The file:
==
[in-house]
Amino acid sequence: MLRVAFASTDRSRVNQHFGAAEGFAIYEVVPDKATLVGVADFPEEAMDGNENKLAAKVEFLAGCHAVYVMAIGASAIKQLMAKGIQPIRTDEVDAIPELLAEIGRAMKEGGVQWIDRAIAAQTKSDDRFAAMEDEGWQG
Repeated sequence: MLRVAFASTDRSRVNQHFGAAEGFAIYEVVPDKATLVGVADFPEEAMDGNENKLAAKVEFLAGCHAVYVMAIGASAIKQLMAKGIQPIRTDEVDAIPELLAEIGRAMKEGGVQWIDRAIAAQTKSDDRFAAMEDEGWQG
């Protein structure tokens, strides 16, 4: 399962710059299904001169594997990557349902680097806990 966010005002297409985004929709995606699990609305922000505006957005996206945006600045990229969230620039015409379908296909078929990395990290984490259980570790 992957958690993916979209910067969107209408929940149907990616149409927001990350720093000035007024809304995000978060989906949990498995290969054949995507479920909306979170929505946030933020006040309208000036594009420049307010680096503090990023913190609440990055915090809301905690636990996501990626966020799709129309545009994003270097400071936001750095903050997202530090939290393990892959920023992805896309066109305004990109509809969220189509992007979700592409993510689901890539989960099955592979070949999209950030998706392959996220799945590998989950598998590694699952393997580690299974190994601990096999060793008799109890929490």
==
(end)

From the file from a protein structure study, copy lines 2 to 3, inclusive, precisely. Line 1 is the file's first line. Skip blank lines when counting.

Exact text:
Amino acid sequence: MLRVAFASTDRSRVNQHFGAAEGFAIYEVVPDKATLVGVADFPEEAMDGNENKLAAKVEFLAGCHAVYVMAIGASAIKQLMAKGIQPIRTDEVDAIPELLAEIGRAMKEGGVQWIDRAIAAQTKSDDRFAAMEDEGWQG
Repeated sequence: MLRVAFASTDRSRVNQHFGAAEGFAIYEVVPDKATLVGVADFPEEAMDGNENKLAAKVEFLAGCHAVYVMAIGASAIKQLMAKGIQPIRTDEVDAIPELLAEIGRAMKEGGVQWIDRAIAAQTKSDDRFAAMEDEGWQG